A lot of talk, but look at what this group is actually asking for. More houses throughout the County, stuffed in Eastern Loudoun, and more houses in the transition zone. Why? For one reason, this group is trying to get small groups of people to demand no data centers in the County, even though they bring in over $200,000,000.00 in taxes, and do not overburden our schools, or roads. It has gotten so bad, that this group is even willing to add more houses in the Northern Transition Area, to prevent any more data centers from being possible in that area. At this point, can anyone trust the PEC, or this group putting on this event, when they say one thing, but promote just the opposite?

  • 2019-02-21 at 10:34 am
    Permalink

    Mr. “Lawgh,” I believe you have misstated and mischaracterized the positions of the many organizations represented by the Loudoun County Preservation and Conservation Coalition. And you are adopting the pit-the-east-against-the-west false choice that Mr. Keirce, some supervisors, developers, and others have put forth as an argument for putting 18,000 new houses in the TPA. You and supervisors say if they don’t go there, they will go in the east. Keirce said (to citizens after this presentation) if they don’t go there, they will go in the west. The fact is that while other DC-area jurisdictions have grown at an annual rate of ~1.2%, Loudoun’s rate is more like 4.5%. It’s done its share. And the housing growth that Loudoun citizens do support is more dense, urban style growth around the Metro stations–which is essential if the county is ever going to be able to financially support the transit system. It’s also important to understand that the 18,000 number comes from the GMU housing demand study, produced by the developer-endowed Center for Regional Analysis, and is nothing more than a statement that if all those housing units were built, the developers think they could sell them. And those units, added to the 40,000 units now approved but unbuilt or allowed by right, will mean about 85,000 new residents, about 280,000 new daily car trips on already congested roads, with most of the new jobs generated low-paying service jobs. And a huge new burden of county infrastructure (13 schools plus libraries, fire and rescue, sewage treatment and water) to be maintained forever, at taxpayer expense. This is the Growth Ponzi Scheme (look it up). The position set forth by the presenters of these sessions, underway across the county, precisely echoes what citizens (so far to no avail) have told the county in the Envision Loudoun public input sessions and in repeated scientific surveys conducted by UVA.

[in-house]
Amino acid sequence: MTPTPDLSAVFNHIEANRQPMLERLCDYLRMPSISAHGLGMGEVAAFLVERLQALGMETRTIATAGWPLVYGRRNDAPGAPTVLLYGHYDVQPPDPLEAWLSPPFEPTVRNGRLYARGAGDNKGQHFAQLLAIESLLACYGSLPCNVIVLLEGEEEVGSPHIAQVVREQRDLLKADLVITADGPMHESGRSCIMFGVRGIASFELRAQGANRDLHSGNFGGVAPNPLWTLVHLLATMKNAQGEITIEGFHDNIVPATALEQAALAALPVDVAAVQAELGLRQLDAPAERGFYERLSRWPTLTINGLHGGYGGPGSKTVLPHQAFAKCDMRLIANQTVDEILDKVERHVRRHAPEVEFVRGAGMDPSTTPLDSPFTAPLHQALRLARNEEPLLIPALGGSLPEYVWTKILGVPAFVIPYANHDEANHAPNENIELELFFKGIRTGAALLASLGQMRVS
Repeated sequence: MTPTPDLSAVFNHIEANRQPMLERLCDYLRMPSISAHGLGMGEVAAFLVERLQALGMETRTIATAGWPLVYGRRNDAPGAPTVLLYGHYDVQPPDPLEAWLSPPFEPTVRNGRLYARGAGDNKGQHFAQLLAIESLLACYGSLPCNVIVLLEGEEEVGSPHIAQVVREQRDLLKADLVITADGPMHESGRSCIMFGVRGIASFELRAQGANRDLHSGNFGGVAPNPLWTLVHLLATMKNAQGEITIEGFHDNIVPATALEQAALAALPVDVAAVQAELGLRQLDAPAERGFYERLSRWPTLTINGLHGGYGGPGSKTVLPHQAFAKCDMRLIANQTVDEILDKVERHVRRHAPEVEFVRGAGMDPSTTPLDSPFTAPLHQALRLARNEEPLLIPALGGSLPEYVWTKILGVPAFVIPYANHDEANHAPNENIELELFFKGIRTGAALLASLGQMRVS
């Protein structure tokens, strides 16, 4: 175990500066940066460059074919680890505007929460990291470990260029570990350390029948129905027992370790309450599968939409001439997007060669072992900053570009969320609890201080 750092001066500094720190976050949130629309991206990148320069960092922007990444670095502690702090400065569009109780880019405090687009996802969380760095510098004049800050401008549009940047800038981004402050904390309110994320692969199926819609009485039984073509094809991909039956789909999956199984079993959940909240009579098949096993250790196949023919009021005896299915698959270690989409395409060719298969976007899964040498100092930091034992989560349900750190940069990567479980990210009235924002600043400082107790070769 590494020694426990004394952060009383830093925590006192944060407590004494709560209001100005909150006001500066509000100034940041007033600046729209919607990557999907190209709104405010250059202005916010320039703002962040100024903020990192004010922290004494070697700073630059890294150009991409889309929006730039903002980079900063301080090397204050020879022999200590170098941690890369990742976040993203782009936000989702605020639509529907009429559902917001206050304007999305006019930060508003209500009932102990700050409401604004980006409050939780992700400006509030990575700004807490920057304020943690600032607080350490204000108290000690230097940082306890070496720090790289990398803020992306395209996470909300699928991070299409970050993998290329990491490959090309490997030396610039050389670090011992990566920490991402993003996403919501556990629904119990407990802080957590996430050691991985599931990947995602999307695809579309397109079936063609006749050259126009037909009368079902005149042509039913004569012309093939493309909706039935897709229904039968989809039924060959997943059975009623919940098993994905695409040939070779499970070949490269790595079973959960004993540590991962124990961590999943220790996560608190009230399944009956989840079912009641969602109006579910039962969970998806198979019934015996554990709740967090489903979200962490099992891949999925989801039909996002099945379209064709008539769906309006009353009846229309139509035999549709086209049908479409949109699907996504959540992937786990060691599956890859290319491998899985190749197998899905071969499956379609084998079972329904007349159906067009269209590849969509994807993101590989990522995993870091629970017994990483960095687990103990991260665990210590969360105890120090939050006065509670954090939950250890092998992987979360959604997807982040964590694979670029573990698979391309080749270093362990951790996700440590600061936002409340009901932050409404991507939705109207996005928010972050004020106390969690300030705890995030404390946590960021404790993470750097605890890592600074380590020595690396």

Leave a Reply